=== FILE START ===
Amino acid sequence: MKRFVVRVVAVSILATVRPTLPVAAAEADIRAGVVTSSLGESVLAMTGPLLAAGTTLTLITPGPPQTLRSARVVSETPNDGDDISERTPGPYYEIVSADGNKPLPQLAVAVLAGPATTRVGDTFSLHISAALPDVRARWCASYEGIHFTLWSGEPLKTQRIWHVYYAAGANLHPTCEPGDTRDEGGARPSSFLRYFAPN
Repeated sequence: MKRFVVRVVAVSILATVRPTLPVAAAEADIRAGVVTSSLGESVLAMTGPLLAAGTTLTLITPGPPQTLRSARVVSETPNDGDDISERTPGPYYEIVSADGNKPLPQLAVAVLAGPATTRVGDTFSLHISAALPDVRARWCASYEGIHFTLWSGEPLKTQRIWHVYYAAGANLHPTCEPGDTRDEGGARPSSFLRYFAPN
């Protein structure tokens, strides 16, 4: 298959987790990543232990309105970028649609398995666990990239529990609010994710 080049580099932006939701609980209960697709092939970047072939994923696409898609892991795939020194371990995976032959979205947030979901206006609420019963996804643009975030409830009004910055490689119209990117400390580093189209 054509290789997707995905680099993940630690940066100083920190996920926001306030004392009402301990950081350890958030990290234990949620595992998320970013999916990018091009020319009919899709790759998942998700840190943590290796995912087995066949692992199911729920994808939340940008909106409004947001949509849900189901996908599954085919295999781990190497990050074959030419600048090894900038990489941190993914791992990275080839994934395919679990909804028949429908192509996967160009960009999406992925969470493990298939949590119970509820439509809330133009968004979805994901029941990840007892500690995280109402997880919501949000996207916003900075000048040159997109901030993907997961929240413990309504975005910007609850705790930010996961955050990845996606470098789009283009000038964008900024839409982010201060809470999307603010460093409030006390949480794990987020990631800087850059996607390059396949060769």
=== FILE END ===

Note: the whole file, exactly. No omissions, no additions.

Amino acid sequence: MKRFVVRVVAVSILATVRPTLPVAAAEADIRAGVVTSSLGESVLAMTGPLLAAGTTLTLITPGPPQTLRSARVVSETPNDGDDISERTPGPYYEIVSADGNKPLPQLAVAVLAGPATTRVGDTFSLHISAALPDVRARWCASYEGIHFTLWSGEPLKTQRIWHVYYAAGANLHPTCEPGDTRDEGGARPSSFLRYFAPN
Repeated sequence: MKRFVVRVVAVSILATVRPTLPVAAAEADIRAGVVTSSLGESVLAMTGPLLAAGTTLTLITPGPPQTLRSARVVSETPNDGDDISERTPGPYYEIVSADGNKPLPQLAVAVLAGPATTRVGDTFSLHISAALPDVRARWCASYEGIHFTLWSGEPLKTQRIWHVYYAAGANLHPTCEPGDTRDEGGARPSSFLRYFAPN
């Protein structure tokens, strides 16, 4: 298959987790990543232990309105970028649609398995666990990239529990609010994710 080049580099932006939701609980209960697709092939970047072939994923696409898609892991795939020194371990995976032959979205947030979901206006609420019963996804643009975030409830009004910055490689119209990117400390580093189209 054509290789997707995905680099993940630690940066100083920190996920926001306030004392009402301990950081350890958030990290234990949620595992998320970013999916990018091009020319009919899709790759998942998700840190943590290796995912087995066949692992199911729920994808939340940008909106409004947001949509849900189901996908599954085919295999781990190497990050074959030419600048090894900038990489941190993914791992990275080839994934395919679990909804028949429908192509996967160009960009999406992925969470493990298939949590119970509820439509809330133009968004979805994901029941990840007892500690995280109402997880919501949000996207916003900075000048040159997109901030993907997961929240413990309504975005910007609850705790930010996961955050990845996606470098789009283009000038964008900024839409982010201060809470999307603010460093409030006390949480794990987020990631800087850059996607390059396949060769």